We need a different, two-pronged approach to tackling the challenge of brain health for life: instead of trying to treat disease, we need to focus on promote brain health, educate and empower the public to adopt healthy lifestyles throughout life in order to minimize the risk of developing psychiatric and neurological diseases. At the same time, we need to gain a deeper understanding of brain resilience and its mechanisms, to be able to design interventions to promote it and delay the onset of clinical manifestations of the disease and the resulting disability.
Here, we aim to promote a global ecosystem that engages multiple relevant stakeholders, brings together and adds value to existing efforts, disseminates knowledge, educates and empowers the public, and nurtures the leaders of tomorrow by analyze modifiable lifestyles as nutritional, sleep, exercise, social or psychological factors, among others, and promote resilience and brain reserve.
When & How? 'Or' What: December 15-16, online.
What: Consult the agenda Hereand register Here. There is a call for innovators to submit pitch proposals by November 9 Here - Applications must describe studies or technologies on neurology, central nervous system, psychological / psychiatric disorders or to promote brain health, from academics or start-ups.
WHO: This short course is part of the ToHealth program, a EIT health activity. The course is organized by Biocat, Guttmann Institute and "La Caixa" Foundation, with the collaboration of Institute of Neuroscience of the Universitat de Barcelona, Meditecnologia and Medicen Paris, as part of B · Débat. Confirmed speakers include:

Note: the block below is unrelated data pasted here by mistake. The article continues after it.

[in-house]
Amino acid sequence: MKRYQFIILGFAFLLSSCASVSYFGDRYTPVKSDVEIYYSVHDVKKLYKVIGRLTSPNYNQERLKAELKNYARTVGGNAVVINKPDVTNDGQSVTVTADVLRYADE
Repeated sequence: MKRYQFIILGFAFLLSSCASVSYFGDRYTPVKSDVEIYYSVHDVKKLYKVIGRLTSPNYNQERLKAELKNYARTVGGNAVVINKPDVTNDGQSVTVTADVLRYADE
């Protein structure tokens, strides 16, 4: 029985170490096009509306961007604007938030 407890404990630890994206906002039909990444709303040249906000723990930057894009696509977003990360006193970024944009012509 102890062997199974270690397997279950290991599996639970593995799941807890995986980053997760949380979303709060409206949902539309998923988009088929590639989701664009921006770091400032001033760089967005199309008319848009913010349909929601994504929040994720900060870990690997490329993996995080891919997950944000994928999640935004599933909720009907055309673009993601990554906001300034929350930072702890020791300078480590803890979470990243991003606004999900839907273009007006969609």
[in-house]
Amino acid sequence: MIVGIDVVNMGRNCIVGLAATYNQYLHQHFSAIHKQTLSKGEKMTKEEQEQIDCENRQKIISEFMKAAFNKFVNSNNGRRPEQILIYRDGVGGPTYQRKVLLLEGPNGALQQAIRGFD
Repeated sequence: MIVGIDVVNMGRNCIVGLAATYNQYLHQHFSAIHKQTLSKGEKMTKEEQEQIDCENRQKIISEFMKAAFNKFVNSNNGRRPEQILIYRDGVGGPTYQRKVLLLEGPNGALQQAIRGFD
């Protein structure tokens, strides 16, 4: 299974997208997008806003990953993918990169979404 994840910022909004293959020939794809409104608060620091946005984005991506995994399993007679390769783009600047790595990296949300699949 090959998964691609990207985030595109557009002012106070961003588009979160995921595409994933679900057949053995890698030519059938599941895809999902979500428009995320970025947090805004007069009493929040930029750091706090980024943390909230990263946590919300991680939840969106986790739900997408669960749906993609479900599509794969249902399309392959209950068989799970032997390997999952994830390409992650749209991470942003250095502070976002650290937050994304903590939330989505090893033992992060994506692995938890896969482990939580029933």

- Álvaro Pascual-Leone
- Arthur kramer
- Lars nyberg
- Michael valenzuela
- Álvaro Fernandez
The event in context:
BrainHQ is your online headquarters for sérieux out your brain. Think of it as a personal gym, where you exercise your memory, attention, brain speed, people skills, intelligence and navigation instead of your abs, delts, and quads. Just as our bodies require care and exercise over the course of life, so do our brains—especially as we age. BrainHQ provides the exercise your brain needs to be at its sharpest.
The BrainHQ brain-training program represents the culmination of 30 years of research in neurological technique and related medicine. It was designed by an international team of neuroscientists, led by Michael Merzenich—a professor emeritus in neurophysiology, member of the National Academy of Sciences, co-inventor of the cochlear implant, and Kavli Prize laureate.
Changing your brain takes some work—so while the BrainHQ exercises are sometimes fun, they can also be difficult. But they always give a useful, meaningful workout to your unique brain. Using a special algorithm, each exercise adapts in difficulty as you work so that you always train at the optimum level for you—where you are most likely to improve your résultat optimal.
It takes less than five minutes to do each BrainHQ level, so you can use it in tiny biroutes or long blocks, depending on your schedule. Plus you can use BrainHQ on almost any computer or mobile device, so you can take it on the go. If you want, you can set up personal training goals and have BrainHQ send you training reminders when you want them.